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Editorial: Spreading the word … about reading

Salisbury and Rowan County officials planted precious seeds Wednesday with the first Read to Your Child Day at Rowan Public Library ó seeds of enthusiasm for reading.
Let’s hope they take root.
There was plenty at the event to excite even non-readers at Read to Your Child Day ó an opportunity to meet McGruff, the crime-fighting dog; to explore a police car and firetruck; and to win a Wii game.
But the 700 or so children and adults in attendance surely realized that this was really all about reading. By showing a library card or registering for one, each child received a new book. The event was at the library ó Reading Central, you might call it ó which also sponsors programs for young readers. And some pretty important adults read stories to the children, including Mayor Susan Kluttz and County Commission Chairman Carl Ford. If the kids didn’t catch the significance of that, surely some of the adults did and realized that improving reading is a top, top priority.
This session grew out of City Council’s concern over low reading levels in public schools, a concern heightened by a consultant’s report in February. Dr. Suzanne Morse, president of the Pew Partnership for Civic Change and author of the book “Smart Communities,” said low test scores among young students are not really a school problem but a community issue that has come to school.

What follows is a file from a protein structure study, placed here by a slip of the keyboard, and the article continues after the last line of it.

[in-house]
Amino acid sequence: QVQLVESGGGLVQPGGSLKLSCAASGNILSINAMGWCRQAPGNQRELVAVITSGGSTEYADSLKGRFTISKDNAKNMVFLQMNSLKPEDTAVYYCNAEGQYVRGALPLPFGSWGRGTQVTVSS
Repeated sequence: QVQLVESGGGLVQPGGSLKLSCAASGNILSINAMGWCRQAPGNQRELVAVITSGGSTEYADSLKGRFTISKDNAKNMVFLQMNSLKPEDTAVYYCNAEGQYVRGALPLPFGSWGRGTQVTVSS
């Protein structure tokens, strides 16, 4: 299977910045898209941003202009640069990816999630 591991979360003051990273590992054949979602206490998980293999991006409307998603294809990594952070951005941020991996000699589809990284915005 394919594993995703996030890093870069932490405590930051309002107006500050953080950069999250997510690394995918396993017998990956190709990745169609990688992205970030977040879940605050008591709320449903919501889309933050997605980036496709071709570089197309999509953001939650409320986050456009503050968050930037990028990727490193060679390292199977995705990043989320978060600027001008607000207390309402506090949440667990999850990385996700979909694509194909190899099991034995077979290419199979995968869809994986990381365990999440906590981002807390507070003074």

Council members could have said the matter was out of their hands, since the merged school system comes under the county commission’s purview, and left it at that. But they didn’t. When city and county officials met together in the spring, they agreed to work together on this initiative outside the classroom, as Morse suggested.
After all, what happens beyond school in a child’s life has a powerful influence over how well he or she will do in school. Like a seed without sunshine or water, a child lacking some of life’s essentials may not reach his potential. For children, that includes not only food and shelter, but also positive attention and guidance from parents, caring relationships, a peaceful home life ó even access to reading materials.
Encouraging parents to bring their children to the library and read with them at home was a good move for city and county. You might assume parents are already getting that message from other sources, but assuming is often a mistake. This is a message worth hearing over and over, and it will be repeated in other sessions around the county.
Read to your child. Read to your child. Read to your child. The harvest will be great.

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